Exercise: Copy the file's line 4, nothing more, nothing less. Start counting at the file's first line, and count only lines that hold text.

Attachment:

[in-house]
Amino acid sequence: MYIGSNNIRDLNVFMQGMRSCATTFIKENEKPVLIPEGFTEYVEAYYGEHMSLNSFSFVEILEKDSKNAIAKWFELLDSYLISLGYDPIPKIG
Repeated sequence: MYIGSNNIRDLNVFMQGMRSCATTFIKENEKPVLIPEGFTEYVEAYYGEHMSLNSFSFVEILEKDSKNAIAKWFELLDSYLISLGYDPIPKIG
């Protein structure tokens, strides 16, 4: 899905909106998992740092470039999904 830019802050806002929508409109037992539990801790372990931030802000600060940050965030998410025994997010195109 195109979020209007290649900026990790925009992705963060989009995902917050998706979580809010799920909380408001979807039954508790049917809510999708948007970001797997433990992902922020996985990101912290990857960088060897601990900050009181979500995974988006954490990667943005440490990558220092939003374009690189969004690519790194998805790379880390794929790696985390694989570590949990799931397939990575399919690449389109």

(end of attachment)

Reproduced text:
């Protein structure tokens, strides 16, 4: 899905909106998992740092470039999904 830019802050806002929508409109037992539990801790372990931030802000600060940050965030998410025994997010195109 195109979020209007290649900026990790925009992705963060989009995902917050998706979580809010799920909380408001979807039954508790049917809510999708948007970001797997433990992902922020996985990101912290990857960088060897601990900050009181979500995974988006954490990667943005440490990558220092939003374009690189969004690519790194998805790379880390794929790696985390694989570590949990799931397939990575399919690449389109």